THE STEELHEAD LEAN
Pulling in to the gravel parking lot, I looked down the row of trucks and SUV's lined up alongside me. Daybreak was just now approaching, but already I was behind the power-curve with the local fishermen. I took a quick count of the fishermen I could see at the dam, and compared that to the vehicles parked. Surely there would be at least a handful of folks homesteading at the Blue Creek hole already, which was my intended destination. Such is life during the steelhead runs, and you either get in where you fit in, or you spend a lot more time watching TV than wetting a line. Knowing the temperatures would be a bit low this morning I had rigged my rod the previous evening in the comfort of my home. Yet even as I stepped off from the truck my hands were already cold due to the effort of donning waders and gear. Walking down the trail to Blue Creek I was surprised to find only 3 people in the water, and all of them at the bottom of the pool, or at least the bottom as it exists on the Blue Creek side of the river that is fishable. There is a sweeping pool at the mouth of Blue Creek and you are positioned on the outside of the bend. The creek enters about midway on the bend, but fishing the run is dictated by the terrain and structure more than prime water. Upstream of the mouth is a long run with a large rock bench that extends out to the edge of the fast water. A person can wade almost out to the edge, but water levels dictate just how close you can get since to step off the edge would mean getting swept downriver and into a large swirling pool below the creek mouth. Below the creek there is a high rock outcropping, with only a small ledge at the water line that is only occasionally accessible dependent on water levels as well.
Giving a nod to the guys below me as they looked back to study the new "intruder" into their world, I slowly worked my way towards the ledge giving them ample space. The table rock below me was slicker than goose crap as I worked my way into the current. I did my usual positioning process; move out into the current until the boots start to give way on the rock and then one step backwards and stay put. I tied on a Silver Hilton version that I liked for the Cowlitz River. It was a cross between a Silver Hilton and a Green Butt Skunk. With the front half of the pattern being a classic Silver Hilton, and a butt of several wraps of Chartreuse ultra-chenille. Above that went the required series of pee-sized split shot which is needed to get down in the fast water column and in the deep current which flowed just off the ledge. There was no real fly casting going on with this rig. Between the sink tip line and split shot it was more of a hybrid cast between a double-haul and a lob, with emphasis on the "lob" aspect versus actual casting. However, after a few casts you begin to fall into a rhythm and things begin to take on at least a semblance of casting a fly rod.
It took me a few drifts to get a grasp on the days currents and a feel for the depth. But I found it quickly and knew that I was getting where I wanted my fly to be. I was on the end of one of my swings as I prepared to retrieve for another cast when 2 large raps put me back onto my hips as I set the hook. The fish teased me with 5-6 bounces on the end of my line and then just that fast it was gone. Heart pounding now, I stripped in line quickly and got ready to duplicate the cast. Where you find one, there may be more stacked up. I roll cast my line behind me and while half turning shot my cast back upstream in mirror fashion to my last. The effort however was met with a bright flash of light and a muffled sound of rushing water. At this point I wasn't really panicked or struggling, but merely a spectator to my own fate. My knees were tapping along the bottom of the river, and I could hear yelling and splashing getting closer to me. All I recall sensing however at that moment was the fact that the water was cold as hell as it came rushing over the top of my waders! I vaguely recall hearing a loud "grab him!" and then at almost the same instant my right side bumped against somebody's legs and my face fell forward into the water. THAT woke me up! Suddenly I was trying to stand as somebody was struggling to drag me backwards into the slower knee deep water behind us.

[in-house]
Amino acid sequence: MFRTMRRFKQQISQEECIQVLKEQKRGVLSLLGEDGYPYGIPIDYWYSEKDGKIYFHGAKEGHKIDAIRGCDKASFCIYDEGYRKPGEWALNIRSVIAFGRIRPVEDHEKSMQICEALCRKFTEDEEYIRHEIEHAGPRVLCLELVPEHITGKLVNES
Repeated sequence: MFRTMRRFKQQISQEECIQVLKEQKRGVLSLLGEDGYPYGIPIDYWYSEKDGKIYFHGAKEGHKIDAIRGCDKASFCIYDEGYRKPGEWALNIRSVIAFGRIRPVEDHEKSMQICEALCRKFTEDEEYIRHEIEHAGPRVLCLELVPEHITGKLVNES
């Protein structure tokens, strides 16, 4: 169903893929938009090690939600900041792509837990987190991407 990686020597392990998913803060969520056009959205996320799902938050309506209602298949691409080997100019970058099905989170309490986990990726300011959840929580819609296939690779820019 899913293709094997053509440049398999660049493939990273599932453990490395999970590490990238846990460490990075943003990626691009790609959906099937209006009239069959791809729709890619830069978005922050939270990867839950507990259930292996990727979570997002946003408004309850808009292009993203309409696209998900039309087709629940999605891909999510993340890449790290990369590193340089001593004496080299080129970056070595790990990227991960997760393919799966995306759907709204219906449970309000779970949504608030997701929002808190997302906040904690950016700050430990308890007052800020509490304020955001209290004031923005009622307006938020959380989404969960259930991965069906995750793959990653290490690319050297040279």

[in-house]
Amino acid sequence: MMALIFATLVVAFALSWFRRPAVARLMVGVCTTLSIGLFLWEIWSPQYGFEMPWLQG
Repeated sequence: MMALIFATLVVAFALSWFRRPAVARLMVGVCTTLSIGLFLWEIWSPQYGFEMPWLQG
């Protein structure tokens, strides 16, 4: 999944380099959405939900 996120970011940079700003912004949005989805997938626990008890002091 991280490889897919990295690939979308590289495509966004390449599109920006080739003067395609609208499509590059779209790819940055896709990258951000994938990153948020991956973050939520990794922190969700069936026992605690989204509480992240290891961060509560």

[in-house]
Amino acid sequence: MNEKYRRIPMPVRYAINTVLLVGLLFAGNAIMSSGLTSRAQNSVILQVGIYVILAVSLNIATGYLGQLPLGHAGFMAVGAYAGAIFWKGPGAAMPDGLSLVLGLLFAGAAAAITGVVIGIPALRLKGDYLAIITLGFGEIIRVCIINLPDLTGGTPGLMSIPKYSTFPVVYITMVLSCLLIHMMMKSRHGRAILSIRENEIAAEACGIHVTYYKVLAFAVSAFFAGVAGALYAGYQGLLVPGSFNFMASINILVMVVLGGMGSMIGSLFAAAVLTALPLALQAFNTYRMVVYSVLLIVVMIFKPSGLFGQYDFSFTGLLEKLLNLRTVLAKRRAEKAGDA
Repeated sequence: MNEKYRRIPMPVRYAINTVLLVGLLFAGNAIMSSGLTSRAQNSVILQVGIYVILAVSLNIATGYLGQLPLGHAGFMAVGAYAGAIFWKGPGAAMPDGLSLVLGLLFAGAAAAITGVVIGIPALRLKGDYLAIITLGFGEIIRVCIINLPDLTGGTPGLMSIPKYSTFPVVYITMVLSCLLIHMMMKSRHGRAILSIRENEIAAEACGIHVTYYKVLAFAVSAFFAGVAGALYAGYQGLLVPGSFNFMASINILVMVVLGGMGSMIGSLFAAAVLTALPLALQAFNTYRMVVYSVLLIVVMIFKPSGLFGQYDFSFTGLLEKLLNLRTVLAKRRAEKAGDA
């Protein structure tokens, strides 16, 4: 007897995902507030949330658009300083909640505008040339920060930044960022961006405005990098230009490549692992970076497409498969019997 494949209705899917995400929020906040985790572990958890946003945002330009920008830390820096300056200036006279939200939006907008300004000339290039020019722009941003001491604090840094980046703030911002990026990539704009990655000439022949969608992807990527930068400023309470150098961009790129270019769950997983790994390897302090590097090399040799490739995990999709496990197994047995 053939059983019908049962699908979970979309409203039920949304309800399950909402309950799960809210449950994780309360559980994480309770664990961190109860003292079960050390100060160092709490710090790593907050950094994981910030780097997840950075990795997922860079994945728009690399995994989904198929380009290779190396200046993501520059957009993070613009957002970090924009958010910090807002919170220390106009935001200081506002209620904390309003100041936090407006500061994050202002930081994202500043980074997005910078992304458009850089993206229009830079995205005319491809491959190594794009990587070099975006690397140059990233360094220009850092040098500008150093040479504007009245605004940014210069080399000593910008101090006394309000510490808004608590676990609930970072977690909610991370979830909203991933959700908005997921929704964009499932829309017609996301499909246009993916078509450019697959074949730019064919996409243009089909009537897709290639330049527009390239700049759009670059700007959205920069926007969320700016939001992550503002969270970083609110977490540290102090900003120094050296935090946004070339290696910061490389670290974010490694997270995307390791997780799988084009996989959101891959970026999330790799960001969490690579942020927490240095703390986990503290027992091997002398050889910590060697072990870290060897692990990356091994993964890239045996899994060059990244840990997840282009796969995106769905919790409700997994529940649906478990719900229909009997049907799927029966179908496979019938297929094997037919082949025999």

As I sat on the bank looking up at an older gentleman and what appeared to be his grown twin boys, my senses began to clear and along with it the pain in the back of my head began to find me as well. They were all talking excitedly about how I was an arm's length away from getting swept away into the pool, and surely would have drown. Embarrassed, I thanked them and rubbed the back of my head in pain where a baseball sized egg had formed now in painful fashion. Apparently, in my excitement I had hauled those split shot right into the back of my head, nearly knocking me unconscious. The older gentleman offered to walk me back to the truck, and then was kind enough to sit with me as I shared the coffee from my thermos. We talked for a while, and once he was certain I was OK, he left saying he was going back for that steelhead I had located. We both laughed, I thanked him again, and he was gone. It was not until I was 20 miles down the road that I realized I had never even gotten his name.
…."and that's why I tend to lean slightly when I haul split shot." I said laughing as I recounted that story to my fishing buddy in response to my odd casting style, "Its half self-defense and half natural casting for me now. I call it my Steelhead Lean." I said laughing.